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How much vitamin D do you need?

Lesley Dobson / 12 June 2014 ( 28 June 2019 )

How much sunlight is enough to top up your vitamin D? How long should you expose your skin to the sun? We look at sources of vitamin D and vitamin D deficiency symptoms.

Mature couple riding a bike together in the sun
Spending time in the sun is important for vitamin D production - but make sure your skin doesn't start to go red

Unless you’ve had your head buried firmly in the sand for years, you’ll have read, often, that getting sunburnt is bad for you. Figures from Cancer Research UK show that the rates of malignant melanoma - the most dangerous type of skin cancer – are now five times higher than they were 40 years ago. More than 13,000 people a year are being diagnosed with malignant melanoma in the UK.

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Vitamin D deficiency

On the other hand, you have probably read, or heard, that having low levels of vitamin D affects the strength of our bones. The National Institute for Health and Care Excellence (NICE), Centre for Public Health recently confirmed that vitamin D deficiency is a cause for concern. NICE has recently released figures showing that one in five adults are vitamin D deficient, and there is an increased risk of this in children too.

“Vitamin D is absolutely essential for bone health,” says vitamin D expert Lesley Rhodes, Professor of Experimental Dermatology at the University of Manchester. “And that’s throughout our lifespan, from young children, through to older people, when it’s very important to maintain good musculoskeletal function. Vitamin D is an important part of that.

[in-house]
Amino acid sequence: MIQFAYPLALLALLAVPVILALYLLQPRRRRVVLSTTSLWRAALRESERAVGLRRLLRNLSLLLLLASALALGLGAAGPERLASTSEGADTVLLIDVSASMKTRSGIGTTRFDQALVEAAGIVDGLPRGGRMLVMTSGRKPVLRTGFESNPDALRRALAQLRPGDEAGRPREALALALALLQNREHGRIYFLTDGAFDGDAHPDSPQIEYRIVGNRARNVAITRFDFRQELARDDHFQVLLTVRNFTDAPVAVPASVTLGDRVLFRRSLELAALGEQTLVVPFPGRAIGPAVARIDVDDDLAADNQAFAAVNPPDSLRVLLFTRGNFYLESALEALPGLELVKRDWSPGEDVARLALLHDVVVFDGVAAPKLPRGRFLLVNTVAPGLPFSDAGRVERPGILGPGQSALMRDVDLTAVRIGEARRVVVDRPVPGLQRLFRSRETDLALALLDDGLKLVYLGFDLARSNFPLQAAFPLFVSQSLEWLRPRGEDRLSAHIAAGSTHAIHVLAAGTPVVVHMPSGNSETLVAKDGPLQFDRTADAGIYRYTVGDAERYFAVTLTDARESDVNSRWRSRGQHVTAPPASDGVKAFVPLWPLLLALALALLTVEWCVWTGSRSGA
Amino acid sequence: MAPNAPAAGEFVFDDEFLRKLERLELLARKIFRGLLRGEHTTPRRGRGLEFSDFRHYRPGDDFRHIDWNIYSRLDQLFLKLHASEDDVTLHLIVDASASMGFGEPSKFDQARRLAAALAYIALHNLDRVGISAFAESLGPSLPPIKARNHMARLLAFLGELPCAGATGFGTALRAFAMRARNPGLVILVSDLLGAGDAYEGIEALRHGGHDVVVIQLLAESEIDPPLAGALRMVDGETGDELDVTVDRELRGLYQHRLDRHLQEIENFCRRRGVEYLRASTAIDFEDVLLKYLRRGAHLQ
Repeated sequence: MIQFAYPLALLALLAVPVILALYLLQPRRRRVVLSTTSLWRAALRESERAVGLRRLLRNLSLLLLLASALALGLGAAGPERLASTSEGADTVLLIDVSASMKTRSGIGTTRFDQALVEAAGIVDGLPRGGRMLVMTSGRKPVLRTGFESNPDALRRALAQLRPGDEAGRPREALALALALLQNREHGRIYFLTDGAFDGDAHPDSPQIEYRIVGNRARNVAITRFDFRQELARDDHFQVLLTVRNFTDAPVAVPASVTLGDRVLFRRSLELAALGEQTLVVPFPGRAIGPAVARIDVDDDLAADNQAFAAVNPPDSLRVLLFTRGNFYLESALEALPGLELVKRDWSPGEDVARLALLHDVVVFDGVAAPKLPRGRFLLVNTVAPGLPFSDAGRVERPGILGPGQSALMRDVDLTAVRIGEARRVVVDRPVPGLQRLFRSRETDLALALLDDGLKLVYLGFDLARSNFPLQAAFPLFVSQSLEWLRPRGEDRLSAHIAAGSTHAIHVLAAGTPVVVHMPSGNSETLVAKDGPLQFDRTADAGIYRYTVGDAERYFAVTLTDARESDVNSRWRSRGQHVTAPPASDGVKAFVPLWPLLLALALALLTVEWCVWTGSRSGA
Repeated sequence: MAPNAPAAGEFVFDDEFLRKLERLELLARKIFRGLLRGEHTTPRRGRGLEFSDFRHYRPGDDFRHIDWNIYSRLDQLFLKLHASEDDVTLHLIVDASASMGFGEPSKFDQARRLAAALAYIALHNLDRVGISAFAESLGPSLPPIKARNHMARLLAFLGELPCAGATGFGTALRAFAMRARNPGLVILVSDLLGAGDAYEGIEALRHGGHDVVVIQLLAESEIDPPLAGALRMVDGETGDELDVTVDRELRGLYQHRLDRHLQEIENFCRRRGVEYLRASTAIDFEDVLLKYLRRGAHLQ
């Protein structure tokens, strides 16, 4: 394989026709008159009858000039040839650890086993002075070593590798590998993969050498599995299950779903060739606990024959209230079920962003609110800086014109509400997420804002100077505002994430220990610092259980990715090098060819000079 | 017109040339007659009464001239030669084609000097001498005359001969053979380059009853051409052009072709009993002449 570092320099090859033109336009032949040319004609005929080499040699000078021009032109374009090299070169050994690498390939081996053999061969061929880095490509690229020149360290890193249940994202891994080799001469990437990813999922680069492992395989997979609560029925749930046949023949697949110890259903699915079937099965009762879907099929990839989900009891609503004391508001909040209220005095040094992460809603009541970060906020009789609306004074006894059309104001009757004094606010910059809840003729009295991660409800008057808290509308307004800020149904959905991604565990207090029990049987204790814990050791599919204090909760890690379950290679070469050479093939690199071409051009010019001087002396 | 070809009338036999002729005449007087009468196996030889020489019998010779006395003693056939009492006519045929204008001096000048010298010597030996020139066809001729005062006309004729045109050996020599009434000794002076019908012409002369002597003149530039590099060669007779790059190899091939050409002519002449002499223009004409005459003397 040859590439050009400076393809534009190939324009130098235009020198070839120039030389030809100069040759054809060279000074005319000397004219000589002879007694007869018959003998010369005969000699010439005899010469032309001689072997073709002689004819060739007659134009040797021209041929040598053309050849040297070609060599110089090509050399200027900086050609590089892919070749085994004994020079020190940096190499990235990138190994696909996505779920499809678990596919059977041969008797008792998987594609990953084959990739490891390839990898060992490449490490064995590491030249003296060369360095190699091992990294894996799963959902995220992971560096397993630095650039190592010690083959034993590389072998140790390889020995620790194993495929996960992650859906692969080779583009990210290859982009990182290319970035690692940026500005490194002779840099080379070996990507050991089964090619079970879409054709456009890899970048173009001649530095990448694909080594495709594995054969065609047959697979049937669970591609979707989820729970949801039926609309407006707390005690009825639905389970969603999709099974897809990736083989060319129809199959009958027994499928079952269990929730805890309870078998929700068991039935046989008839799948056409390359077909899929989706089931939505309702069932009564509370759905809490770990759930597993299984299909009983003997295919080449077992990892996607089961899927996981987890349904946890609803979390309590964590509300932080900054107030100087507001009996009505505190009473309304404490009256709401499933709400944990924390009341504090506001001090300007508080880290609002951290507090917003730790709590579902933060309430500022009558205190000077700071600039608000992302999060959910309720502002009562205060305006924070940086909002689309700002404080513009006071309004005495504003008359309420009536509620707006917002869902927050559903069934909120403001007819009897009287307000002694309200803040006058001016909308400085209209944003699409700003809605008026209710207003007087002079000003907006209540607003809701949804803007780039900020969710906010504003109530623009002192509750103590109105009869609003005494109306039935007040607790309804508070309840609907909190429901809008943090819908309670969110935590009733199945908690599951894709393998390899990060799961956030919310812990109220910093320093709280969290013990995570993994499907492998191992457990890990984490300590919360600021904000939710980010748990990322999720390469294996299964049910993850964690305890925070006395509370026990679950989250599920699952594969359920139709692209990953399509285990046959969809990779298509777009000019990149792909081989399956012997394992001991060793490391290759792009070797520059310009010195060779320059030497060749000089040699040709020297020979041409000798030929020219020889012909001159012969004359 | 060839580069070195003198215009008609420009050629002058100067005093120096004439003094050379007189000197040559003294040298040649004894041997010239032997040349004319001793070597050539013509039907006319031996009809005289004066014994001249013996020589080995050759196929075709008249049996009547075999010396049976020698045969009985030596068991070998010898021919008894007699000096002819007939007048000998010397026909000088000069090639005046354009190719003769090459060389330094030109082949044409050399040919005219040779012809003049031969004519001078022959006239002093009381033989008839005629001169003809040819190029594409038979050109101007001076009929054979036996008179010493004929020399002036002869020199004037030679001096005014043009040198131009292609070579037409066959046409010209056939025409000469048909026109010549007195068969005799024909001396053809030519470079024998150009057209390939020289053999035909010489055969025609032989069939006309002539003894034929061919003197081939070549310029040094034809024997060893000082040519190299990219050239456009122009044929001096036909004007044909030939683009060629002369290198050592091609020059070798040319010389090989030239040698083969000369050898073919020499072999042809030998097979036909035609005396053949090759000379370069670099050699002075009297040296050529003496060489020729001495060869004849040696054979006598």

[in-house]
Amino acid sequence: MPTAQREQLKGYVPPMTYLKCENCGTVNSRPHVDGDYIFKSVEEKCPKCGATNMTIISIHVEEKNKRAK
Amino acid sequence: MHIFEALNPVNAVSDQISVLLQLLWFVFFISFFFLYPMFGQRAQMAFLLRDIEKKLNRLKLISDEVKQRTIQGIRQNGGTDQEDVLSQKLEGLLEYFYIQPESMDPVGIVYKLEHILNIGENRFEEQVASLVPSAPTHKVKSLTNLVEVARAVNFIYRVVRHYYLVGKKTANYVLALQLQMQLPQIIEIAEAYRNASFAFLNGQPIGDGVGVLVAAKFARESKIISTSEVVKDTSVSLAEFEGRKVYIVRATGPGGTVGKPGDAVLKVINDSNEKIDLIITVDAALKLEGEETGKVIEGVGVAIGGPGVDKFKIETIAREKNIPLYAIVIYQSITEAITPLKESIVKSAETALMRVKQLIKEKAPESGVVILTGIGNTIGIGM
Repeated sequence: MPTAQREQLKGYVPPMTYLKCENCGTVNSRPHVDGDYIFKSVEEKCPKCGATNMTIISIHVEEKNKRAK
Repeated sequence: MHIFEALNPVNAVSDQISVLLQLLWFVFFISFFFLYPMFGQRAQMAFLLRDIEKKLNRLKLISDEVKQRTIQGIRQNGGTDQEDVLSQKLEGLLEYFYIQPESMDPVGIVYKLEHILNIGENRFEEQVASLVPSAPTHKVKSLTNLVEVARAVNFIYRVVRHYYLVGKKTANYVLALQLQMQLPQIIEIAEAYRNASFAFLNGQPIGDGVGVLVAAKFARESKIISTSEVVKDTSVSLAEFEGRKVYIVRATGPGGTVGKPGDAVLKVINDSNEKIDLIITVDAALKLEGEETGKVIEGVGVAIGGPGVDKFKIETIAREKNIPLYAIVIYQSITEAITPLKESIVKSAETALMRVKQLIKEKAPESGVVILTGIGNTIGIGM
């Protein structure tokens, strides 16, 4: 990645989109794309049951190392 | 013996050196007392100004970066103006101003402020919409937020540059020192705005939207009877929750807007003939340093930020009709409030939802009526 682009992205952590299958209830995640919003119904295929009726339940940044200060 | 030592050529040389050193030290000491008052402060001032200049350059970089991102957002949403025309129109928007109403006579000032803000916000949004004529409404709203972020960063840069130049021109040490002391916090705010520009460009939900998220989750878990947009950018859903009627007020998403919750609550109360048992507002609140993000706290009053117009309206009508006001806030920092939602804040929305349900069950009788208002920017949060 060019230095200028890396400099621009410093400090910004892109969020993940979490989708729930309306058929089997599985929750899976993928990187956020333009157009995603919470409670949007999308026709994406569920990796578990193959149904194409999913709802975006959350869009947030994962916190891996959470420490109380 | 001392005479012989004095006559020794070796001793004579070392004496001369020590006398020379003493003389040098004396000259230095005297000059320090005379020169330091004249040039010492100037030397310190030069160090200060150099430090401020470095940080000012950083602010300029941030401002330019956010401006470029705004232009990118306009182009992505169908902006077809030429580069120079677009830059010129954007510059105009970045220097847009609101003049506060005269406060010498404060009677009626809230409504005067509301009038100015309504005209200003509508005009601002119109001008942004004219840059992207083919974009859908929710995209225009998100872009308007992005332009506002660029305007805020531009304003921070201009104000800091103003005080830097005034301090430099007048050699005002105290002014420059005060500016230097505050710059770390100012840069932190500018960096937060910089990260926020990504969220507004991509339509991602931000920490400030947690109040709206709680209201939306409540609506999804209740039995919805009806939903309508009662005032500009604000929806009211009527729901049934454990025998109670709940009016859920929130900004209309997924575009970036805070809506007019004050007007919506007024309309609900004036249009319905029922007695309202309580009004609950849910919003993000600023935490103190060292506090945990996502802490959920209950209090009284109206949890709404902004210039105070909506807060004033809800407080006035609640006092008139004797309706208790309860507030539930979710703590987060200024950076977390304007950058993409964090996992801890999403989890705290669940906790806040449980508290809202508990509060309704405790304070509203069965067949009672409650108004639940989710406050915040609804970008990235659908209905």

This is where we face a dilemma. Getting sunburnt increases our risk of developing skin cancer. But the best way to get enough vitamin D into our systems is by exposing our skin to the sun, and its UVB (Ultra Violet B rays). “It’s a paradox,” says Professor Rhodes. “UVB is the only wavelength responsible for vitamin D, but it’s also the one responsible for burning and skin cancer.”

Find out more about the effects of vitamin D on your health

How much time should we spend in the sun?

“Our work suggests that spending around 15 minutes a day, on most days of the week, when the sun is reasonably strong, results in sufficient vitamin D levels in the majority of fair-skinned people. But it is important that you don’t let your skin go red, so you do have to gear your sun exposure to your own skin.”

Yinka Ebo, senior health information officer at Cancer Research UK agrees. “You should spend some time in the sun, but our key message is ‘avoid sunburn’, that’s because sunburn is a clear message that the DNA in our skin has been damaged by too much UV radiation. Over time that damage can build up and give us skin cancer.”

New research, carried out at Cancer Research UK’s Manchester Institute, at the University of Manchester, has found that sunscreen alone is not enough to protect us from malignant melanoma. “UV light targets the very genes protecting us from its own damaging effects, showing how dangerous this cancer-causing agent is,” explains Professor Richard Marais, study author and Cancer Research UK scientist.”